Shin splints are a common lower extremity complaint, especially
among runners and other athletes. They are characterized by pain in the
front or inside aspect of the lower leg due to overexertion of the
muscles. The pain usually develops gradually without a history of
trauma, and might begin as a dull ache along the front or inside of the
shin (Tibia) after running or even walking. Small bumps and tender
areas may become evident adjacent to the shin bone. The pain can become
more intense if not addressed, and shin splints should not be left
untreated because of an increased risk of developing stress fractures.
Shin splints can be caused when the anterior leg muscles are stressed by running, especially on hard surfaces or extensively on the toes, or by sports that involve jumping. Wearing athletic shoes that are worn out or don’t have enough shock absorption can also cause this condition. Over-pronated (flat feet) are another factor that can lead to increased stress on the lower leg muscles during exercise. People with high arched feet can also experience shin splint discomfort because this foot type is a poor shock absorber.
Treatment and Prevention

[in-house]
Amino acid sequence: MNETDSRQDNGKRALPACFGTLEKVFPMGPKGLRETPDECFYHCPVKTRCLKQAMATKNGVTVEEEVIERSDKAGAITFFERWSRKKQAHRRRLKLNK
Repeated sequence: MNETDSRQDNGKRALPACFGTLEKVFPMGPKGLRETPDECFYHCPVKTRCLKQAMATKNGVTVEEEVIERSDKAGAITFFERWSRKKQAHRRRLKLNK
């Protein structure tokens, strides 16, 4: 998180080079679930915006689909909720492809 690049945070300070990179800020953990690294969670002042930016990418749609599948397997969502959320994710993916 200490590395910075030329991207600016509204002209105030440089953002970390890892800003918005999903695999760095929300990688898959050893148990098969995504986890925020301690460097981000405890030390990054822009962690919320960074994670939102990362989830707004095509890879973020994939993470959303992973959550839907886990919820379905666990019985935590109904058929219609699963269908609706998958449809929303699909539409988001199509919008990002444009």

The best way to prevent shin splints is to stretch and strengthen the leg muscles, wear footwear with good shock absorption, and avoid running on hard surfaces or excessive running or jumping on the ball-of-the-foot. Insoles or orthotics that offer arch support for over-pronation are also important.
Treatment for shin splints should include taking a break from the exercise that is causing the problem until pain subsides. Icing the area immediately after running or other exercise can also be effective, along with gentle stretching before and after training. Another option is taking aspirin or ibuprofen to relieve pain and reduce inflammation.
It is important not to try to train through the pain of shin splints. Runners should decrease mileage for about a week and avoid hills or hard surfaces. If a muscle imbalance, poor running form or flat feet are causing the problem, a long-term solution might involve a stretching and strengthening program and orthotics that support the foot and correct over-pronation. In more severe cases, ice massage, electrostimuli, heat treatments and ultra-sound might be used.
Facts provided by Foot.com.